Dear Readers: Happy Valentine's Day to one and all, along with our special good wishes to the veterans in Veterans Affairs hospitals around the country. And our particular thanks to those readers who have taken the time to send valentines, visit the vets and volunteer at VA facilities. Bless each and every one of you.
Dear Annie: Thirty years ago, my husband's sister-in-law made a pass at him. They worked at the same place, so when he turned her down, she made his life a living hell. He ended up quitting the job, and we left town. She and my brother-in-law are divorced now, but we see her occasionally at family gatherings.
This woman has been hospitalized twice for breakdowns. Most of the family is cordial to her, knowing that a lot of what she did in the past was due to her illness. When her meds are working and she is feeling stable, she reaches out to those she has hurt to make amends. She reached out to my husband, tearfully admitting that she knows she is the reason we left, and has asked for forgiveness.
She now thinks everything is just fine. The problem is she has never reached out to me to apologize for the way she upended my life. She doesn't know my husband told me what happened. Even after all these years, I have a hard time smiling and pretending everything is hunky-dory.
I have forgiven her, but forgetting is something else, and every time I see her, the old anger comes back. My husband agrees that nothing would be gained by bringing these things up again. Any suggestions for moving past this in a positive way? — Wronged but Silent in Wisconsin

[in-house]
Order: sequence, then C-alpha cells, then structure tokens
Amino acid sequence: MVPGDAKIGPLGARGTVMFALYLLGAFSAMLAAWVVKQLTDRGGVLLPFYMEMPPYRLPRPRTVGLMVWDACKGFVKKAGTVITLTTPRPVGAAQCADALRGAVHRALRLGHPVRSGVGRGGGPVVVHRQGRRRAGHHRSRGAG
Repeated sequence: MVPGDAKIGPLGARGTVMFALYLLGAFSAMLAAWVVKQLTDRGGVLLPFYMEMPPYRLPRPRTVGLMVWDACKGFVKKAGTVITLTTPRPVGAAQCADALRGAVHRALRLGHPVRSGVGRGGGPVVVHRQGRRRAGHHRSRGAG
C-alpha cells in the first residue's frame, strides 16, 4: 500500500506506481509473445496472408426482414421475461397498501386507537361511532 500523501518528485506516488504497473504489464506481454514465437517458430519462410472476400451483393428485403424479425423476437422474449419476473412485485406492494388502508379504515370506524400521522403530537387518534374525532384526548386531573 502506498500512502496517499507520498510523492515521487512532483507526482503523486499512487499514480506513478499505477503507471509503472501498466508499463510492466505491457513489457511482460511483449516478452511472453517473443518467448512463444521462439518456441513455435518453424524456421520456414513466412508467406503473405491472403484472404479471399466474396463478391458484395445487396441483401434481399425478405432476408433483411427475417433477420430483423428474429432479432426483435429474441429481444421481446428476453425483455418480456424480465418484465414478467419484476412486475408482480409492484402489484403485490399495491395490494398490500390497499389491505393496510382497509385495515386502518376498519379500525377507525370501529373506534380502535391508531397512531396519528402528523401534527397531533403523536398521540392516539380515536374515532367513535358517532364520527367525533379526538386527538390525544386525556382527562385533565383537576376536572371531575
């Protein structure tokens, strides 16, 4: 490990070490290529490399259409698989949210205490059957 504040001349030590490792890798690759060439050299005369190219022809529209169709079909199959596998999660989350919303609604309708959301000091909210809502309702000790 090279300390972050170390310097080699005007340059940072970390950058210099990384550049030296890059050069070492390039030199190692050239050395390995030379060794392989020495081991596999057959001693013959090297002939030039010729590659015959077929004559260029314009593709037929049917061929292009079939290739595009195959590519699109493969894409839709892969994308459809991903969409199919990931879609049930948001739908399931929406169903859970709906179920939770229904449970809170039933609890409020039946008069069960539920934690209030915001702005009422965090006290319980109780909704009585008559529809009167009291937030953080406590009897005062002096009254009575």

Dear Wronged: You haven't actually forgiven her, because her presence still makes you angry. If you believe an apology from her would make a difference, you should calmly let her know. But if you don't think it matters one way or the other, please consider talking this through with a professional who can help you let go of the past completely.
Dear Annie: We have 5-year-old twins. We enrolled them in a swimming class last year. Our son had a bad experience and didn't want to continue. Our daughter, however, loved it and is doing great. After a couple of months, our son decided to return to classes. (We think he was jealous of his sister's achievement.) Naturally, he is a level behind her. He now cries and wants to be on her level.
We think it would be unfair to hold our daughter back for a while so her brother can catch up. However, if we do hold her back, we can enroll them in semi-private lessons together, saving money as well as transportation time. It also solves the problem of our son's jealousy. Should we do it? — Swimmers' Parents
Dear Parents: As a general rule, it is never a good idea to force kids to accomplish anything at the same speed, moving them forward and back so one isn't jealous of the other. This is a recipe for a lifetime of craziness and resentment. If you wish to put both children in the same class because you want to save money and time, that is a different issue and certainly justifiable. If the lessons are semi-private, your daughter should be able to move ahead at her own speed, which is not the same as holding her back.
Dear Annie: I believe you overlooked something in your response to "Getting This Off My Chest."
The writer stated that he is positive his wife got pregnant intentionally. It takes two! Even if she "assures" him that it is a "safe" time of the month, that's no guarantee. Other precautions should be taken. It's a shared responsibility — Albany, New York
This Classic Annie's Mailbox column was originally published in 2014. To find out more about Classic Annie's Mailbox and read features by other Creators Syndicate writers and cartoonists, visit Creators Syndicate at www.creators.com.